Compensating for Digital Health Inequality in the National Health Service of England
By Danélia Botes
December 15, 2023
The Rise of Digital Health Tools and the Ensuing Inequality
The digital age has seen the healthcare sector evolve at an unprecedented pace. Digital health tools have become integral components of modern healthcare, with the potential to significantly improve patient outcomes. However, alongside this promising development, concerns about digital health inequality are growing. These inequalities, often tied to socioeconomic and demographic factors, can hinder access to digital health services for the most vulnerable populations.
The Scale of Digital Inequality in the NHS
Recent research has revealed a substantial digital inequality across socioeconomic strata within England’s National Health Service (NHS). The study found that deprivation in the lowest two quintiles is associated with reduced uptake of the NHS app by an estimated 4.27 million patients across England. These findings pose a significant challenge as the NHS aims to make apps the ‘front door’ to healthcare, potentially exacerbating existing healthcare access inequalities.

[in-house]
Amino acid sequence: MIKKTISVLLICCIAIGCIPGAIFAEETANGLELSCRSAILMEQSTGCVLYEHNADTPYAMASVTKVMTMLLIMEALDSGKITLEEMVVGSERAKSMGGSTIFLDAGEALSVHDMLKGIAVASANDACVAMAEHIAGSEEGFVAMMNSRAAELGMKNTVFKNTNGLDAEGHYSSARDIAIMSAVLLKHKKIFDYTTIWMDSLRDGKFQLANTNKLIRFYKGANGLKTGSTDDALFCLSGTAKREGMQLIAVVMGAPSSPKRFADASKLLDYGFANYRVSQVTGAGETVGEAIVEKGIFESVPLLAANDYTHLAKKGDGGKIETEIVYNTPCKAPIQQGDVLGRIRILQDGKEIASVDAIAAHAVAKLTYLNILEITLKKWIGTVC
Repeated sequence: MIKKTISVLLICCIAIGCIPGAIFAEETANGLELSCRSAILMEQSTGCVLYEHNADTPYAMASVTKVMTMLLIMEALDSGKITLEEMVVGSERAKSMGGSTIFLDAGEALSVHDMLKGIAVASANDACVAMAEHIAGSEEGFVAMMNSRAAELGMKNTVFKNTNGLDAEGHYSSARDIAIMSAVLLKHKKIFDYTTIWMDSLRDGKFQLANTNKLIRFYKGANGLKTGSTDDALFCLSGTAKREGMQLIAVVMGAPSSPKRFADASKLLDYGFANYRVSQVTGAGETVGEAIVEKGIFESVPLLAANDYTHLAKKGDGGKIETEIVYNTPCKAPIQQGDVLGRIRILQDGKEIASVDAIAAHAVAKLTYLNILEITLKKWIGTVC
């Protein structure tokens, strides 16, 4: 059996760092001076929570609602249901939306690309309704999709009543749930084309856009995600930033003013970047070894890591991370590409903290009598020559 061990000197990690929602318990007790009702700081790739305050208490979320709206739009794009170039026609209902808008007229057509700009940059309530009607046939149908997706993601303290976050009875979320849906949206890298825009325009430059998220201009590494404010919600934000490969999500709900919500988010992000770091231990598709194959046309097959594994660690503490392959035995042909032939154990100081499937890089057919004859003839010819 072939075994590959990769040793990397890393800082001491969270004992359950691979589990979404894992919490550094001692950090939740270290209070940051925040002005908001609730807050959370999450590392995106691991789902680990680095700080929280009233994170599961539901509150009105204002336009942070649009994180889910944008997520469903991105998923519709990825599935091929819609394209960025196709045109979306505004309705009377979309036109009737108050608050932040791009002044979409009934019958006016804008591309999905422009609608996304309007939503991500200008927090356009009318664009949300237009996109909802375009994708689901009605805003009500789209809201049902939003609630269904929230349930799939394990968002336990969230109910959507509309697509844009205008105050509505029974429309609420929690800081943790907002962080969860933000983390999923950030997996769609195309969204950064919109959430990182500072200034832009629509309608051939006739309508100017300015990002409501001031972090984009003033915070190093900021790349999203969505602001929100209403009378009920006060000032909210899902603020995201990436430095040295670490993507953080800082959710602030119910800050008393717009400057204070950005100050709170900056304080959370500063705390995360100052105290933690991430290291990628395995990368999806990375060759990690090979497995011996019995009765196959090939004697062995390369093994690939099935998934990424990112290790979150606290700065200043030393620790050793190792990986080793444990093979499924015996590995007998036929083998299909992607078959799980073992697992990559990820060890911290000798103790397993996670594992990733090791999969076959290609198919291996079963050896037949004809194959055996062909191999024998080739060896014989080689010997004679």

Addressing Digital Health Inequality: A Three-Pronged Approach
In light of these findings, the study proposes three key recommendations. Firstly, digital transformation must be context-specific, with infrastructure, education, and engagement tailored to local populations. The second point is that although it may be impossible to achieve perfect digital equality, digitally improved channels have the potential to generate efficiency savings that can be channeled to populations that are vulnerable and marginalised. Last but not least, equality should be incorporated into evaluations of digital technology, and data should be made public in order to track differences in their adoption and outcomes.
The Immediate Need for Action to Prevent the Worsening of Existing Equity Gaps
This study’s results apply to the NHS and other health systems undergoing fast digital transformation. If we don’t implement solutions targeting disadvantaged populations, digital health disparity might worsen. Therefore, we urgently need quick, unique actions to ensure everyone can access digital health tool benefits.
Digital health technologies hold vast potential to improve healthcare, but we must tackle the increasing inequity in digital health. We can achieve a more inclusive digital healthcare future by adopting a strategy specific to each context, redirecting efficiency savings to vulnerable groups, and including equity in our evaluations of digital technology.
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